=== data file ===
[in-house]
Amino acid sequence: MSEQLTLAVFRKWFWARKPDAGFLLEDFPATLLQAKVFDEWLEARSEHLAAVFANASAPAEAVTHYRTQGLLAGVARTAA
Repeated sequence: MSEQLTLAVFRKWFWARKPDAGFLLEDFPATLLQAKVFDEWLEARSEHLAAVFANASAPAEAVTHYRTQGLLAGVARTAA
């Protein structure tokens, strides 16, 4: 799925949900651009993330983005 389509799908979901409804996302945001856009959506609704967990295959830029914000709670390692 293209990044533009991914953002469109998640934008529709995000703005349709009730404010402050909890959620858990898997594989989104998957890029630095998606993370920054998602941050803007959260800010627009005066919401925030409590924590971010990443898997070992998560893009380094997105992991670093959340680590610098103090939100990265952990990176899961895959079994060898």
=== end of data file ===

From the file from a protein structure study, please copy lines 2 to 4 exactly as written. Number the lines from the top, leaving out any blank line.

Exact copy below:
Amino acid sequence: MSEQLTLAVFRKWFWARKPDAGFLLEDFPATLLQAKVFDEWLEARSEHLAAVFANASAPAEAVTHYRTQGLLAGVARTAA
Repeated sequence: MSEQLTLAVFRKWFWARKPDAGFLLEDFPATLLQAKVFDEWLEARSEHLAAVFANASAPAEAVTHYRTQGLLAGVARTAA
């Protein structure tokens, strides 16, 4: 799925949900651009993330983005 389509799908979901409804996302945001856009959506609704967990295959830029914000709670390692 293209990044533009991914953002469109998640934008529709995000703005349709009730404010402050909890959620858990898997594989989104998957890029630095998606993370920054998602941050803007959260800010627009005066919401925030409590924590971010990443898997070992998560893009380094997105992991670093959340680590610098103090939100990265952990990176899961895959079994060898």